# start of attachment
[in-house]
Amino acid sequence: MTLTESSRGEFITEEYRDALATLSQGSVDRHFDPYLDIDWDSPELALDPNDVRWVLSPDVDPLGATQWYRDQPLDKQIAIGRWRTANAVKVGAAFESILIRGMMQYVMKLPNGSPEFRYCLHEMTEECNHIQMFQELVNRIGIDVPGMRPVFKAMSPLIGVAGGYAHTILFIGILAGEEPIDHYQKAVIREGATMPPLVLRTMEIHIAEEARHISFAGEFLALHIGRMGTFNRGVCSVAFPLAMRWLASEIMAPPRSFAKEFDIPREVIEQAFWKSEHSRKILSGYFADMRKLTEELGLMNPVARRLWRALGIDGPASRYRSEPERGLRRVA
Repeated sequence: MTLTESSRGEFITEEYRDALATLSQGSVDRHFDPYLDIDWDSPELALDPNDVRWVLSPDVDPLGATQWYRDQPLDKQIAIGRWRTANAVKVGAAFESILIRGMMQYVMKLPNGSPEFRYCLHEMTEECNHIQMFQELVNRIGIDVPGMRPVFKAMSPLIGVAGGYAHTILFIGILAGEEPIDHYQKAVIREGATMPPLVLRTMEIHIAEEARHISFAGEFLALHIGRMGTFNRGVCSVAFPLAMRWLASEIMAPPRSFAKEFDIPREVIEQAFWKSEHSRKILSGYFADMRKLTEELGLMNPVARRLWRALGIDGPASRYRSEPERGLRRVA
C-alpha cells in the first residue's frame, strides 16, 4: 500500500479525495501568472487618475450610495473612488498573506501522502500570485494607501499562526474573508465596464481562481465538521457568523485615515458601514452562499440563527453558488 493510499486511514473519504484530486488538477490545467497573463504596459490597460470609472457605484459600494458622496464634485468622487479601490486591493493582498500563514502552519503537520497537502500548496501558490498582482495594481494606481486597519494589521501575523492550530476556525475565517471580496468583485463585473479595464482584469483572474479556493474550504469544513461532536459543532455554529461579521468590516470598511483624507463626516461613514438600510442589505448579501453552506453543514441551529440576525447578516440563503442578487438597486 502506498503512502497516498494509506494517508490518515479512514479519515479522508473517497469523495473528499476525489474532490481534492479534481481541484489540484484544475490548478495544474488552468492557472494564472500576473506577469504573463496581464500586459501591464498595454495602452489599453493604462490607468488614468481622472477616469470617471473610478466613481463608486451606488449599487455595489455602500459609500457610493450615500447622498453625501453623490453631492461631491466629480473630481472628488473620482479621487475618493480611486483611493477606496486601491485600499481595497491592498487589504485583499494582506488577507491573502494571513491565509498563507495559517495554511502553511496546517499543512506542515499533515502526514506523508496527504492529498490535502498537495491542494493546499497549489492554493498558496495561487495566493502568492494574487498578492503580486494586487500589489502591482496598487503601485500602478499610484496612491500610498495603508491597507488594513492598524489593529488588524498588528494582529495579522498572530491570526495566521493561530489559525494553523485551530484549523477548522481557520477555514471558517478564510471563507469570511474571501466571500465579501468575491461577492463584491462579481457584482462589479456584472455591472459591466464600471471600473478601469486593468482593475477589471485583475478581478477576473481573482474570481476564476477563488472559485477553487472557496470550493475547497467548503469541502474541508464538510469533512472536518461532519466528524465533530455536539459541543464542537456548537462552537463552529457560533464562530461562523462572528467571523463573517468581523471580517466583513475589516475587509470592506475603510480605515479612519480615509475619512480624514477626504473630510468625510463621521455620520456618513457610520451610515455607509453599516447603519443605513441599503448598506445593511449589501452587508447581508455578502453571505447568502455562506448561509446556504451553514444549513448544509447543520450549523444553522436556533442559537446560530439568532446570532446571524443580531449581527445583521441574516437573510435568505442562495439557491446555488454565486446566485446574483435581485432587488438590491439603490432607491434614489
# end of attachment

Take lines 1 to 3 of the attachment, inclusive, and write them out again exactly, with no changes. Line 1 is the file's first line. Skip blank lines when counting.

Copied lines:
[in-house]
Amino acid sequence: MTLTESSRGEFITEEYRDALATLSQGSVDRHFDPYLDIDWDSPELALDPNDVRWVLSPDVDPLGATQWYRDQPLDKQIAIGRWRTANAVKVGAAFESILIRGMMQYVMKLPNGSPEFRYCLHEMTEECNHIQMFQELVNRIGIDVPGMRPVFKAMSPLIGVAGGYAHTILFIGILAGEEPIDHYQKAVIREGATMPPLVLRTMEIHIAEEARHISFAGEFLALHIGRMGTFNRGVCSVAFPLAMRWLASEIMAPPRSFAKEFDIPREVIEQAFWKSEHSRKILSGYFADMRKLTEELGLMNPVARRLWRALGIDGPASRYRSEPERGLRRVA
Repeated sequence: MTLTESSRGEFITEEYRDALATLSQGSVDRHFDPYLDIDWDSPELALDPNDVRWVLSPDVDPLGATQWYRDQPLDKQIAIGRWRTANAVKVGAAFESILIRGMMQYVMKLPNGSPEFRYCLHEMTEECNHIQMFQELVNRIGIDVPGMRPVFKAMSPLIGVAGGYAHTILFIGILAGEEPIDHYQKAVIREGATMPPLVLRTMEIHIAEEARHISFAGEFLALHIGRMGTFNRGVCSVAFPLAMRWLASEIMAPPRSFAKEFDIPREVIEQAFWKSEHSRKILSGYFADMRKLTEELGLMNPVARRLWRALGIDGPASRYRSEPERGLRRVA